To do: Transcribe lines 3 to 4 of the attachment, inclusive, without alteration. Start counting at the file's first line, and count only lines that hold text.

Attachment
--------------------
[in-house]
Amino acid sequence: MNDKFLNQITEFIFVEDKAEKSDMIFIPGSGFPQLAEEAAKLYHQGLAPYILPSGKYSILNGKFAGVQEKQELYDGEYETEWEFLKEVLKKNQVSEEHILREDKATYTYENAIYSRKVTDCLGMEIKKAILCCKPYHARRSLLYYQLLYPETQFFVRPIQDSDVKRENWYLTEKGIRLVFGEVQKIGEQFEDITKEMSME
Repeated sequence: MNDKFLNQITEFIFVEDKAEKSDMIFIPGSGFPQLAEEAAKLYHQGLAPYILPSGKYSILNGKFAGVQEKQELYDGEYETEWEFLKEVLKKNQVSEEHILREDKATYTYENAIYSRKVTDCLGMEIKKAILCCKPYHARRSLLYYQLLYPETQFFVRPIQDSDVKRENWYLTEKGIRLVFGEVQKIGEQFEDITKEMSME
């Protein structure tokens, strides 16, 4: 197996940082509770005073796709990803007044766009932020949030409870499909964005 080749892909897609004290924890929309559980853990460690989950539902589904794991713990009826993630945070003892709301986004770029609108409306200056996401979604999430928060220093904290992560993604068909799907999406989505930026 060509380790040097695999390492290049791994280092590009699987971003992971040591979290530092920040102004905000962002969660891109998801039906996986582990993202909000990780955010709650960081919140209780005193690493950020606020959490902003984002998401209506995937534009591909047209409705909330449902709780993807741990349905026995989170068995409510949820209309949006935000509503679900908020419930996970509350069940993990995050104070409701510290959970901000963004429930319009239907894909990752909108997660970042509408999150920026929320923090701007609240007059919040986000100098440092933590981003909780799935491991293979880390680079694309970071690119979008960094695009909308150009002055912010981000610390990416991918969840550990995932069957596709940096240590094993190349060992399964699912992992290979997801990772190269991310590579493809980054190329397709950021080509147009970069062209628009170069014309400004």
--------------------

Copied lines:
Repeated sequence: MNDKFLNQITEFIFVEDKAEKSDMIFIPGSGFPQLAEEAAKLYHQGLAPYILPSGKYSILNGKFAGVQEKQELYDGEYETEWEFLKEVLKKNQVSEEHILREDKATYTYENAIYSRKVTDCLGMEIKKAILCCKPYHARRSLLYYQLLYPETQFFVRPIQDSDVKRENWYLTEKGIRLVFGEVQKIGEQFEDITKEMSME
């Protein structure tokens, strides 16, 4: 197996940082509770005073796709990803007044766009932020949030409870499909964005 080749892909897609004290924890929309559980853990460690989950539902589904794991713990009826993630945070003892709301986004770029609108409306200056996401979604999430928060220093904290992560993604068909799907999406989505930026 060509380790040097695999390492290049791994280092590009699987971003992971040591979290530092920040102004905000962002969660891109998801039906996986582990993202909000990780955010709650960081919140209780005193690493950020606020959490902003984002998401209506995937534009591909047209409705909330449902709780993807741990349905026995989170068995409510949820209309949006935000509503679900908020419930996970509350069940993990995050104070409701510290959970901000963004429930319009239907894909990752909108997660970042509408999150920026929320923090701007609240007059919040986000100098440092933590981003909780799935491991293979880390680079694309970071690119979008960094695009909308150009002055912010981000610390990416991918969840550990995932069957596709940096240590094993190349060992399964699912992992290979997801990772190269991310590579493809980054190329397709950021080509147009970069062209628009170069014309400004």